The Specs.  The Go! PRO weighs 30 ounces, and is constructed using aircraft grade aluminum alloys, high strength polymers, and stainless steel.  It extends to just under 58-inches in the tripod mode and 62.5-inches in the monopod mode.   The fully extended tripod legs fit in a 22-inch square space.  The travel case is 23”x4”x2.5” and the longest tube is less than 22-inches.  Each Mag Adapter is constructed from nickel plated steel with a ¼"-20 threaded adapter.  The MagMount Magnet is a Rare Earth Neodymium Magnet. 

The T Pod weighs 13 ounces and fits into a 3.5”x1.5”x8.5” carry case.  Its open leg base is 13.5-inches and its maximum height is 13.5-inches.  Both products carry lifetime limited warranties.

Summing Up.  The Essentials Kit is well constructed, easy to set up, and eminently useful within the context of its multipurpose intended use.  In this sense, the kit is akin to multi-use printers that combine inkjet printing with scanning, faxing, and copying.  Each function is supported, but not necessarily as well as if an individual device was used.  The Essentials Kit isn’t a perfect solution for every locked down shot, but it certainly is a convenient and serviceable one.  For those of you who occasionally say “I wish I had something to help stabilize this shot” -- this might be your solution.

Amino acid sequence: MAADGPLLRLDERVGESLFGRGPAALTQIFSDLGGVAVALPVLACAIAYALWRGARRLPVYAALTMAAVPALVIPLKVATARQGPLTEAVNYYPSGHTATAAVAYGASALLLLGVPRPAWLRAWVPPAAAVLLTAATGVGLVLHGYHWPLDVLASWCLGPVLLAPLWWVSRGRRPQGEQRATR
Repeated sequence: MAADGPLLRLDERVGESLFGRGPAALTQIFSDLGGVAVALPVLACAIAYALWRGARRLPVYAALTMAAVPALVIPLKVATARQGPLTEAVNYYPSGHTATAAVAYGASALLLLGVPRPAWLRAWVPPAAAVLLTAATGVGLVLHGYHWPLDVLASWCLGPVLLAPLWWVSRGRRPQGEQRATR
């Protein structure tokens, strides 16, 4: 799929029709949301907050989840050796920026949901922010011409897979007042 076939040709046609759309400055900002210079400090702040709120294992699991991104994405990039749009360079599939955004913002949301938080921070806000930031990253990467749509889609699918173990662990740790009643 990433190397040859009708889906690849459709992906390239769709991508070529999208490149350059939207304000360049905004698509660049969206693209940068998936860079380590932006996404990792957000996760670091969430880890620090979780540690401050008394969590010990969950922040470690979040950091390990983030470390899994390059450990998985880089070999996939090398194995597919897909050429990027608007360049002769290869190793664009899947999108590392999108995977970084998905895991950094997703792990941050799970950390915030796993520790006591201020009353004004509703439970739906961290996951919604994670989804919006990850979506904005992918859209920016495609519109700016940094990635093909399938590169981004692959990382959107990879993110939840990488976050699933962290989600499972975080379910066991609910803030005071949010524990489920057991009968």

Copyright ©2010 David A. Saraceno

David A. Saraceno is a motion graphics artist located in Spokane, Washington. He runs a video blog and review site called secondchairvideo that provides up to date information on most things Final Cut Pro and video related.  He has written for DV Magazine, AV Video, MacHome Journal, and several state and national legal technology magazines. David moderates several forums on 2-pop.com, is active on the Apple Support Discussions forum for their Pro Applications, ranked as among the highest contributor as a Level IV in the pro apps forums, and contributes at dvxuser.com


This article first appeared on lafcpug and is reprinted here with permission.